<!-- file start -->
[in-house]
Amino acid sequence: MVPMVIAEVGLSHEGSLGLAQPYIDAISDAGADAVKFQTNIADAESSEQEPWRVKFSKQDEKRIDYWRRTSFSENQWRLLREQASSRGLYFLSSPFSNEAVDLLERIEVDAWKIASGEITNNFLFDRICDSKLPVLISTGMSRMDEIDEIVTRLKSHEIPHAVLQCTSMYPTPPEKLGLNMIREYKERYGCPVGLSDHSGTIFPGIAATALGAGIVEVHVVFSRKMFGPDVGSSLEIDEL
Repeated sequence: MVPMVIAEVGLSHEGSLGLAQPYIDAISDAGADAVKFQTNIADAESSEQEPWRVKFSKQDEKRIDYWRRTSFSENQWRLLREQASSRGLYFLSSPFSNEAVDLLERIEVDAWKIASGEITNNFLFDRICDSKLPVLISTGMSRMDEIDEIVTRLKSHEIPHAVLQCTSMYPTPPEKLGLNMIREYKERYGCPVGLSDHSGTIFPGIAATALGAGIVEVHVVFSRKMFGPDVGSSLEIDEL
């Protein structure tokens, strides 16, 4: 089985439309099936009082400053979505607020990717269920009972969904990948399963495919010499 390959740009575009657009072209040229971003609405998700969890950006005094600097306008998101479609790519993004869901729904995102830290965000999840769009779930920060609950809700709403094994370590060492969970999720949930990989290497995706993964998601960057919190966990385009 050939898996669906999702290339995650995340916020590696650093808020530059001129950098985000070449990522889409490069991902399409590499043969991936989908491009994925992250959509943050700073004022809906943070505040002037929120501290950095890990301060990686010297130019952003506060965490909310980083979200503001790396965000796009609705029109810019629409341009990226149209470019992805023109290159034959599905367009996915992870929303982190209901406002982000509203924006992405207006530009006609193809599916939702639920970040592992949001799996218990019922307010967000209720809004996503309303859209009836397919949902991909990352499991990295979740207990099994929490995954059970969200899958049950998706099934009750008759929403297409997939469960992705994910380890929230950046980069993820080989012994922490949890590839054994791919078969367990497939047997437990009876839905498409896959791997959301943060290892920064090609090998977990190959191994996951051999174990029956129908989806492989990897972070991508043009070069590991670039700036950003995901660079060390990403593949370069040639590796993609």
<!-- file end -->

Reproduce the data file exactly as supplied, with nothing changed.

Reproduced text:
[in-house]
Amino acid sequence: MVPMVIAEVGLSHEGSLGLAQPYIDAISDAGADAVKFQTNIADAESSEQEPWRVKFSKQDEKRIDYWRRTSFSENQWRLLREQASSRGLYFLSSPFSNEAVDLLERIEVDAWKIASGEITNNFLFDRICDSKLPVLISTGMSRMDEIDEIVTRLKSHEIPHAVLQCTSMYPTPPEKLGLNMIREYKERYGCPVGLSDHSGTIFPGIAATALGAGIVEVHVVFSRKMFGPDVGSSLEIDEL
Repeated sequence: MVPMVIAEVGLSHEGSLGLAQPYIDAISDAGADAVKFQTNIADAESSEQEPWRVKFSKQDEKRIDYWRRTSFSENQWRLLREQASSRGLYFLSSPFSNEAVDLLERIEVDAWKIASGEITNNFLFDRICDSKLPVLISTGMSRMDEIDEIVTRLKSHEIPHAVLQCTSMYPTPPEKLGLNMIREYKERYGCPVGLSDHSGTIFPGIAATALGAGIVEVHVVFSRKMFGPDVGSSLEIDEL
């Protein structure tokens, strides 16, 4: 089985439309099936009082400053979505607020990717269920009972969904990948399963495919010499 390959740009575009657009072209040229971003609405998700969890950006005094600097306008998101479609790519993004869901729904995102830290965000999840769009779930920060609950809700709403094994370590060492969970999720949930990989290497995706993964998601960057919190966990385009 050939898996669906999702290339995650995340916020590696650093808020530059001129950098985000070449990522889409490069991902399409590499043969991936989908491009994925992250959509943050700073004022809906943070505040002037929120501290950095890990301060990686010297130019952003506060965490909310980083979200503001790396965000796009609705029109810019629409341009990226149209470019992805023109290159034959599905367009996915992870929303982190209901406002982000509203924006992405207006530009006609193809599916939702639920970040592992949001799996218990019922307010967000209720809004996503309303859209009836397919949902991909990352499991990295979740207990099994929490995954059970969200899958049950998706099934009750008759929403297409997939469960992705994910380890929230950046980069993820080989012994922490949890590839054994791919078969367990497939047997437990009876839905498409896959791997959301943060290892920064090609090998977990190959191994996951051999174990029956129908989806492989990897972070991508043009070069590991670039700036950003995901660079060390990403593949370069040639590796993609």